Federal student loans are either subsidized or unsubsidized. The primary difference is who pays the interest while you’re in school. With unsubsidized loans, borrowers are on the hook for interest that accrues while they attend school. The Department of Education pays interest on subsidized loans for students attending school at least half-time, during the grace period, and during periods of deferment.
Subsidized loans are for students who demonstrate financial need, while unsubsidized loans aren’t based on financial need. So, eventually, individuals with subsidized loans will end up paying interest on their loans, either after they graduate, go part-time or leave school.
Another difference between interest-free loans and subsidized loans is that the federal government doesn’t back interest-free loans. Interest-free loans are usually provided by private companies and other organizations. When applying for interest-free loans, always read the fine print, as there may be stipulations that don’t provide as much protection as federal student loans.
How to save money on interest if you’re already paying off loans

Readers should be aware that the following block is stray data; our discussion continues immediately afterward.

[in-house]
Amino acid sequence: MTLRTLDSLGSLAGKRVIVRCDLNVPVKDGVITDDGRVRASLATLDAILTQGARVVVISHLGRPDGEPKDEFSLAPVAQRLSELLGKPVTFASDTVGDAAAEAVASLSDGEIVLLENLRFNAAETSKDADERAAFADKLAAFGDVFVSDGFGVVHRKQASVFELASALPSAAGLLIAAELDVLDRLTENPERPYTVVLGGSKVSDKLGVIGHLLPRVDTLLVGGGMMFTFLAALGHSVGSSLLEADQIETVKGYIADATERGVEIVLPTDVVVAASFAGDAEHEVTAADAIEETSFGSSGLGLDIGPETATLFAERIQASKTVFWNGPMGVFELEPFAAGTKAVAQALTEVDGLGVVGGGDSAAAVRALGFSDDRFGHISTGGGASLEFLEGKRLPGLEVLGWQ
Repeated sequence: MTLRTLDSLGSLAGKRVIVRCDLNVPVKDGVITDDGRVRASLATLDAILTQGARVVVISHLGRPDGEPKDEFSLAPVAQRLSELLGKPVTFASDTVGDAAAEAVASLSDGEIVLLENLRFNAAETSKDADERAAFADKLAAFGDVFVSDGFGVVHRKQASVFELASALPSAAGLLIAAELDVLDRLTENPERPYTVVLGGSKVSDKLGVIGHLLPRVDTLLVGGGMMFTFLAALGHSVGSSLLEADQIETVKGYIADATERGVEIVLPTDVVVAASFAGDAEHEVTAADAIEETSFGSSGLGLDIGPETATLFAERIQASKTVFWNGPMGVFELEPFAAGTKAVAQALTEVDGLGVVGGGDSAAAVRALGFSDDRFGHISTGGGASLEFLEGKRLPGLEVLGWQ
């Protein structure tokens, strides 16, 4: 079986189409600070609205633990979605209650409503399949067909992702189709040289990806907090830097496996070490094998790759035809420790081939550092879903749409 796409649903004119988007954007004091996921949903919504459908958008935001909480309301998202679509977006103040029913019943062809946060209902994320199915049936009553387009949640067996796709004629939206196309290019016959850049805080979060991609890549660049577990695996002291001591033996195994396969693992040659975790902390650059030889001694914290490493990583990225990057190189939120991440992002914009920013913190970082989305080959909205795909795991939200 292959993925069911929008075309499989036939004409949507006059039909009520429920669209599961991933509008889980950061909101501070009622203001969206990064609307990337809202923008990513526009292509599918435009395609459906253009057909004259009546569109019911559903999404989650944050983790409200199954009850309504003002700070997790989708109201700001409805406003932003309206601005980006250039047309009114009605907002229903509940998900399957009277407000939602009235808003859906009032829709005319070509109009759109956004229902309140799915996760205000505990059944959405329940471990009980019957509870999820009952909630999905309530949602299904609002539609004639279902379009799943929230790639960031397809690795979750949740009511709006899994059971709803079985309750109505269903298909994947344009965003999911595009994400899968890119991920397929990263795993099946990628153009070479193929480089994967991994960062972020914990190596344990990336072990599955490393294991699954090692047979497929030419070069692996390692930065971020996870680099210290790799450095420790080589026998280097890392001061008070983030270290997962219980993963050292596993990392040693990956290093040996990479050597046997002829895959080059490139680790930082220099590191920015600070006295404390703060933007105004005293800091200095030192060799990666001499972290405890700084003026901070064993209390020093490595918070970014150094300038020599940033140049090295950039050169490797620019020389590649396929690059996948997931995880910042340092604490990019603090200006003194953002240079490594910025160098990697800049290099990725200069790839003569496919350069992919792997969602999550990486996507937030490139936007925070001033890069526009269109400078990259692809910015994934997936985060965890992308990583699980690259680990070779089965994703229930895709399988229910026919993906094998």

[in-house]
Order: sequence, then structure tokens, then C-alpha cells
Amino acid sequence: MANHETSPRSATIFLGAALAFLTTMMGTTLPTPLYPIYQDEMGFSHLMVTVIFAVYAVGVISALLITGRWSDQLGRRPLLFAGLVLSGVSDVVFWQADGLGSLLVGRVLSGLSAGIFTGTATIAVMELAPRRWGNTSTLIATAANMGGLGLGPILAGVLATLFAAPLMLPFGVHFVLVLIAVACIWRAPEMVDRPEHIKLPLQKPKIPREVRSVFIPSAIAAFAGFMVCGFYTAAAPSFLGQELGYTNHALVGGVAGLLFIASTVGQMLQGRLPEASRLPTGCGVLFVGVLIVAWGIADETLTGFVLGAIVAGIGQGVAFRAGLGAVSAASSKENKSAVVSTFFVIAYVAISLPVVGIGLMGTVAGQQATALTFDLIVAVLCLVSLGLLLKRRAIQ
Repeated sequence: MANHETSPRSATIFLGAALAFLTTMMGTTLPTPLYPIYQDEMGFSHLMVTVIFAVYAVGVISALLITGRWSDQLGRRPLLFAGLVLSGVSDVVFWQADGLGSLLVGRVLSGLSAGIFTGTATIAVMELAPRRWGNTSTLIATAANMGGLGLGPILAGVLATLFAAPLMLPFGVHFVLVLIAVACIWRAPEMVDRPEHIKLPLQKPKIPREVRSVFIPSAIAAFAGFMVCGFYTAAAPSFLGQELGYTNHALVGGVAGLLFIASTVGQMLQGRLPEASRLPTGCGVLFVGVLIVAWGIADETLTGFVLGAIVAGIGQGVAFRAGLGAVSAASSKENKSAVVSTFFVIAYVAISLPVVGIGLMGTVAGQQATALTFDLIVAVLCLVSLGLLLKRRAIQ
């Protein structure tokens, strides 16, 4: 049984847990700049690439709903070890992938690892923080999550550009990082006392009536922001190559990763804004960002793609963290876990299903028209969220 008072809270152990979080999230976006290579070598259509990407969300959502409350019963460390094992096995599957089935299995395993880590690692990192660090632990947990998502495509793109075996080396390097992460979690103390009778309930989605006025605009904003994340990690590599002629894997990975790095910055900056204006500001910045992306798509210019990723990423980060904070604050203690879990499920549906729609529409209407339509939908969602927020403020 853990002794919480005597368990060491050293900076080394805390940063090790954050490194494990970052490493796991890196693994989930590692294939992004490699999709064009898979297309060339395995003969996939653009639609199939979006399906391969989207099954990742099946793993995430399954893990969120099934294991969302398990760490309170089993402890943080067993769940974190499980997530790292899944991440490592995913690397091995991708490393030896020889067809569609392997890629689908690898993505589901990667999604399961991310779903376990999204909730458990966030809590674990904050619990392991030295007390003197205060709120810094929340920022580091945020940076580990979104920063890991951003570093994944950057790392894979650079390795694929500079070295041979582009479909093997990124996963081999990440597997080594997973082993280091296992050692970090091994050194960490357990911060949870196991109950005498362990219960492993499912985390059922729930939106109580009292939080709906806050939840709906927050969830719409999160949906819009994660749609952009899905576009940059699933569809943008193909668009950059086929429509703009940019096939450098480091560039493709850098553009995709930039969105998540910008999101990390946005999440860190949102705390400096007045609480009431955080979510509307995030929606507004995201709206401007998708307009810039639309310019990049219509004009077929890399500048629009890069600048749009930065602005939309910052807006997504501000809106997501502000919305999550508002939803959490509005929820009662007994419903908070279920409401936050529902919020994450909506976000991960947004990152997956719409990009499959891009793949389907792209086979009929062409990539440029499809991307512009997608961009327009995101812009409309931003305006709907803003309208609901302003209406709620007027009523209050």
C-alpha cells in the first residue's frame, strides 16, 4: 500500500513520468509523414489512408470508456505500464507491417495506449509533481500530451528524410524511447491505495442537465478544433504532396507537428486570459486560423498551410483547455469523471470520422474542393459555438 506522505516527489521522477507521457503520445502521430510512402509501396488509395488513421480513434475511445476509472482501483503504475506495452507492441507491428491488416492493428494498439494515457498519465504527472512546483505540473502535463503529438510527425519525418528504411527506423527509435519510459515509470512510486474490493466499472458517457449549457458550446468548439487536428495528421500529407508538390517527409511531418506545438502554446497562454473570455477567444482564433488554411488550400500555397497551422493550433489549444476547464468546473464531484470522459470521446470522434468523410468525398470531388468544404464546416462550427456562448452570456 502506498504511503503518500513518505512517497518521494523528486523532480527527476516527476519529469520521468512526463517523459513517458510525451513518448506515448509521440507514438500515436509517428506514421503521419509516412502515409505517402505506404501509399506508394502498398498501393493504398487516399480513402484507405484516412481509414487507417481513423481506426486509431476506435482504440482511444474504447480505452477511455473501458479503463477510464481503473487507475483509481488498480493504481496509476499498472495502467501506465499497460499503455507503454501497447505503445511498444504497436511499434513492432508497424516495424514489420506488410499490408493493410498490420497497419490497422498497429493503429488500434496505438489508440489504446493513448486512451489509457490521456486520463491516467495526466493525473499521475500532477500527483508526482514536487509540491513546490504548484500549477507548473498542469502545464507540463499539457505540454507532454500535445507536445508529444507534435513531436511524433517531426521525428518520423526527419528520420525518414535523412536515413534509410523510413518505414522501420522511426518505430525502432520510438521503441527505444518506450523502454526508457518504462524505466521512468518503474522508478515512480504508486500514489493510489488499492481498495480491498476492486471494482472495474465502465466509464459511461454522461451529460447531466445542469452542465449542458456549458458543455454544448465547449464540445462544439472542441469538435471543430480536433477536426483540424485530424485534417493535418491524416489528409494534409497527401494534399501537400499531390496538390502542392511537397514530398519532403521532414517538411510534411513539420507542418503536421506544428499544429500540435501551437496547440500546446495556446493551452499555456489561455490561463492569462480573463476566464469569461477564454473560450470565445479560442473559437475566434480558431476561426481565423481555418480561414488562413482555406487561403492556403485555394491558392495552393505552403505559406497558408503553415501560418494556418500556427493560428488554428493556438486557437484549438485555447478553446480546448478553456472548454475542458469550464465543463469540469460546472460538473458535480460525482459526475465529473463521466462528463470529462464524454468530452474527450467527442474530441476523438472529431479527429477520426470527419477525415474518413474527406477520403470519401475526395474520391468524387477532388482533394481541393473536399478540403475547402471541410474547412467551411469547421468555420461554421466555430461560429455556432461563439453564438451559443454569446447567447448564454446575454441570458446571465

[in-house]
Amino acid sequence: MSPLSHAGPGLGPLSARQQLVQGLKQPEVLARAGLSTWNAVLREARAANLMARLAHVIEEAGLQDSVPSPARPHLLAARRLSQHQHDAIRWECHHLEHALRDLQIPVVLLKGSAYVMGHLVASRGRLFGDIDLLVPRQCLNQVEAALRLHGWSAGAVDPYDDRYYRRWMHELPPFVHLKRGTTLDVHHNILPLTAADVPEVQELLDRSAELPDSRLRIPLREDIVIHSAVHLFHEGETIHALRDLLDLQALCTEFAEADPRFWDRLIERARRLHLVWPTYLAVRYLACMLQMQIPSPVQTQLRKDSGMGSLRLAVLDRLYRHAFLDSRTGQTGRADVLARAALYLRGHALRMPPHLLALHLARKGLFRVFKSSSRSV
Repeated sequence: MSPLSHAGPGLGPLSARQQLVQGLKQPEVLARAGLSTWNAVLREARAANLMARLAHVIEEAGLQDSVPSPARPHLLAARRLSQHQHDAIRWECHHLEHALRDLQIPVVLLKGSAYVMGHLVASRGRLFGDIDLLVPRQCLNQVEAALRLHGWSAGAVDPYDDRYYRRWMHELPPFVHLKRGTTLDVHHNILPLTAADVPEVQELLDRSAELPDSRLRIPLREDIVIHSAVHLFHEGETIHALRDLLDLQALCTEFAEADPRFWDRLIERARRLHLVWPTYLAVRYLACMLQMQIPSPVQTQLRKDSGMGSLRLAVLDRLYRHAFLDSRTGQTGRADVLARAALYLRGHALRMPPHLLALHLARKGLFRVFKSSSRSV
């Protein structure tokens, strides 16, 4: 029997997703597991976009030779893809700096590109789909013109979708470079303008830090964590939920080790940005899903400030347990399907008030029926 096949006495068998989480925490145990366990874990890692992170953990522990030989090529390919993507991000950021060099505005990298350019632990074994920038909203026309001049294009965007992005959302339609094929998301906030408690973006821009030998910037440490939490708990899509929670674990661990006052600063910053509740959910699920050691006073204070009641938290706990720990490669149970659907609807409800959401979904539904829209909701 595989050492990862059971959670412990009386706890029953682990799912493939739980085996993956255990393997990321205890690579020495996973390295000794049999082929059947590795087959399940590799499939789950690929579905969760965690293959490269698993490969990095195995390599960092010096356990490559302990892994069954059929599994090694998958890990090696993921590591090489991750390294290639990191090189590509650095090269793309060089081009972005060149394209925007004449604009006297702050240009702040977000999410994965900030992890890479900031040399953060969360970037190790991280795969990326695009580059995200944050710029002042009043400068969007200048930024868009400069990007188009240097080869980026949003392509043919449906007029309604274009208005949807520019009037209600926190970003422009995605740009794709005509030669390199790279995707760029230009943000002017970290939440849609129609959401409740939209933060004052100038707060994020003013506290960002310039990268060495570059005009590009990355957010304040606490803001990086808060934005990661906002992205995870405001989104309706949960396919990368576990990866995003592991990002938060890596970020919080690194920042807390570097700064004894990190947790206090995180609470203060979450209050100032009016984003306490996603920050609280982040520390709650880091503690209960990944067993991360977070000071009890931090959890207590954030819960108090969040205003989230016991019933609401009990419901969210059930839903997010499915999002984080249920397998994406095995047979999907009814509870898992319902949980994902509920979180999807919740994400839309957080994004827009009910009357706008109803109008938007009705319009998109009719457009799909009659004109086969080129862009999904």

For individuals with student loans already, you’ve probably seen how much interest can affect repayment. If you’re sick of paying down your loans only to see little change in your principal balance, you might be able to save money by refinancing your student loans.
If you have federal loans, keep in mind you’ll lose access to protections like repayment plans and student loan forgiveness programs. If that’s not a need for you, and you meet credit and income requirements, you could score a much lower interest rate by refinancing your student loans. Not only can you save thousands of dollars or more by refinancing to a lower rate, a student loan refinance can help you lower your monthly payment and let you pay off your loans faster.
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2Earnest: All rates listed above represent APR range. Rate range above includes optional 0.25% Auto Pay discount. Earnest disclosures.